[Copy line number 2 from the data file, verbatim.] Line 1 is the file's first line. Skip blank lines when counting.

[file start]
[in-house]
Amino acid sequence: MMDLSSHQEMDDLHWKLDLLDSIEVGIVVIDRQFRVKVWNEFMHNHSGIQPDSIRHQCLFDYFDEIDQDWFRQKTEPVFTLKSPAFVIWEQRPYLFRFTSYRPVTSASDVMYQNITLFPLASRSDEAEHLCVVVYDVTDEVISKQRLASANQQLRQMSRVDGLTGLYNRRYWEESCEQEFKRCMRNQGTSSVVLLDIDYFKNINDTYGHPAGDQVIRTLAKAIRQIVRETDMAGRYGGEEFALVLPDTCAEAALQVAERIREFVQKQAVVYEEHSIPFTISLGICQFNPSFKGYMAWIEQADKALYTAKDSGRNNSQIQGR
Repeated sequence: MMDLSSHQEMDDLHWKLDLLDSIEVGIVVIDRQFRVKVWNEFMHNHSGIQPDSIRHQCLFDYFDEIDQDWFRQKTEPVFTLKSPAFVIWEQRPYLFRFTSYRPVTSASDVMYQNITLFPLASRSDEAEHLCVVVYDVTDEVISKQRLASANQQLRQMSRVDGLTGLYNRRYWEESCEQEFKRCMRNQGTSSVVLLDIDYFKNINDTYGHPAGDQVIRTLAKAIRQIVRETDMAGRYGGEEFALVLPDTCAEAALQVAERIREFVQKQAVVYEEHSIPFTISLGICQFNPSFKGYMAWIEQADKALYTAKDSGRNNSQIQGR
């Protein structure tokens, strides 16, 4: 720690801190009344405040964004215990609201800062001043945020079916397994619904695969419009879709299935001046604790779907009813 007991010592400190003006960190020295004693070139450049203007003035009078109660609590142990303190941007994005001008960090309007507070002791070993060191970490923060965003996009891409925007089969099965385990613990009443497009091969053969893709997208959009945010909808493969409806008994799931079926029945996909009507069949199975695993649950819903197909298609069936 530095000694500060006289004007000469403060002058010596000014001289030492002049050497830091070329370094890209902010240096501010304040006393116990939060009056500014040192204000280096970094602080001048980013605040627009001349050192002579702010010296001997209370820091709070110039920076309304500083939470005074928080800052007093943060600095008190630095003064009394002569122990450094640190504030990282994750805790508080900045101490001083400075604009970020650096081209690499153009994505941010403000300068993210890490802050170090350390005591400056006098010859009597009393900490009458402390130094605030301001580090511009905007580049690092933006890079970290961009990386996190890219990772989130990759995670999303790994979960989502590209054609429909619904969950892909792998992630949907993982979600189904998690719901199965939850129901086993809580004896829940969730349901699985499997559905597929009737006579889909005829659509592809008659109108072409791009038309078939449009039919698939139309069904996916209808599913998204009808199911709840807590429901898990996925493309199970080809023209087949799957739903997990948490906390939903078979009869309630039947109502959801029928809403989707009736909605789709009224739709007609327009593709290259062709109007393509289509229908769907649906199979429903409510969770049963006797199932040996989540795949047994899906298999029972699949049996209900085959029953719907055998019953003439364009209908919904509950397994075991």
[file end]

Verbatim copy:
Amino acid sequence: MMDLSSHQEMDDLHWKLDLLDSIEVGIVVIDRQFRVKVWNEFMHNHSGIQPDSIRHQCLFDYFDEIDQDWFRQKTEPVFTLKSPAFVIWEQRPYLFRFTSYRPVTSASDVMYQNITLFPLASRSDEAEHLCVVVYDVTDEVISKQRLASANQQLRQMSRVDGLTGLYNRRYWEESCEQEFKRCMRNQGTSSVVLLDIDYFKNINDTYGHPAGDQVIRTLAKAIRQIVRETDMAGRYGGEEFALVLPDTCAEAALQVAERIREFVQKQAVVYEEHSIPFTISLGICQFNPSFKGYMAWIEQADKALYTAKDSGRNNSQIQGR